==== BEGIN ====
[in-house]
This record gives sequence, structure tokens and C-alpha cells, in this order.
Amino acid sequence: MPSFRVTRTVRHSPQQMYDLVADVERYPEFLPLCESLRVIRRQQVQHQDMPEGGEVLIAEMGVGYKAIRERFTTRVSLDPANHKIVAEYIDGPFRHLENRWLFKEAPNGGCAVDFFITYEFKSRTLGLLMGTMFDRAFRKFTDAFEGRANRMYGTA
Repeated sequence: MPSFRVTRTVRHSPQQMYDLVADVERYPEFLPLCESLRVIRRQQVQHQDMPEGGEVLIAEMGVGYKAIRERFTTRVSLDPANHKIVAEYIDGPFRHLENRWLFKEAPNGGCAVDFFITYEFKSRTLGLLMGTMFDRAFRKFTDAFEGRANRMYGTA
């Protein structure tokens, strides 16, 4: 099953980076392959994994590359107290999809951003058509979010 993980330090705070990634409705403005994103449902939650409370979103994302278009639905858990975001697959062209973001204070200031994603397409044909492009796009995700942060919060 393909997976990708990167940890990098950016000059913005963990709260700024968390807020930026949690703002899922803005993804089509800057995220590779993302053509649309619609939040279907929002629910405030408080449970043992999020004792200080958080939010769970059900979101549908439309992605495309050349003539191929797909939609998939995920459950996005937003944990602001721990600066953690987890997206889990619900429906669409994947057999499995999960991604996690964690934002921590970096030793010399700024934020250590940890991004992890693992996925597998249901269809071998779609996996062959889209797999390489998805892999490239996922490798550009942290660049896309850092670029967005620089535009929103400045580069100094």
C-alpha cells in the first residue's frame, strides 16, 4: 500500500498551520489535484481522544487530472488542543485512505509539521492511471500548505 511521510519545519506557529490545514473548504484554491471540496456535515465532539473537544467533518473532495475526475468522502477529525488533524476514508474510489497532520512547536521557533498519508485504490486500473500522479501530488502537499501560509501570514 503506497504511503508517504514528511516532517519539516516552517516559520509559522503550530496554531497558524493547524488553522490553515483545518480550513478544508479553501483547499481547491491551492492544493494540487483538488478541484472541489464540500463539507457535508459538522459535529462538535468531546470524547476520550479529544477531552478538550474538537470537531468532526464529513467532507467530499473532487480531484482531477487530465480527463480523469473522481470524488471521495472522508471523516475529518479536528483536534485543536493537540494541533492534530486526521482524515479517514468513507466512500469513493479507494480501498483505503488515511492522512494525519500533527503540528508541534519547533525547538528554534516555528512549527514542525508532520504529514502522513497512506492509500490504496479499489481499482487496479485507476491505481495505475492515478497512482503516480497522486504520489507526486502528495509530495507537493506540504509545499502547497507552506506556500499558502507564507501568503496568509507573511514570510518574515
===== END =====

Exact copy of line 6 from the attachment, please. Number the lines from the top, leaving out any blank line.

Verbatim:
C-alpha cells in the first residue's frame, strides 16, 4: 500500500498551520489535484481522544487530472488542543485512505509539521492511471500548505 511521510519545519506557529490545514473548504484554491471540496456535515465532539473537544467533518473532495475526475468522502477529525488533524476514508474510489497532520512547536521557533498519508485504490486500473500522479501530488502537499501560509501570514 503506497504511503508517504514528511516532517519539516516552517516559520509559522503550530496554531497558524493547524488553522490553515483545518480550513478544508479553501483547499481547491491551492492544493494540487483538488478541484472541489464540500463539507457535508459538522459535529462538535468531546470524547476520550479529544477531552478538550474538537470537531468532526464529513467532507467530499473532487480531484482531477487530465480527463480523469473522481470524488471521495472522508471523516475529518479536528483536534485543536493537540494541533492534530486526521482524515479517514468513507466512500469513493479507494480501498483505503488515511492522512494525519500533527503540528508541534519547533525547538528554534516555528512549527514542525508532520504529514502522513497512506492509500490504496479499489481499482487496479485507476491505481495505475492515478497512482503516480497522486504520489507526486502528495509530495507537493506540504509545499502547497507552506506556500499558502507564507501568503496568509507573511514570510518574515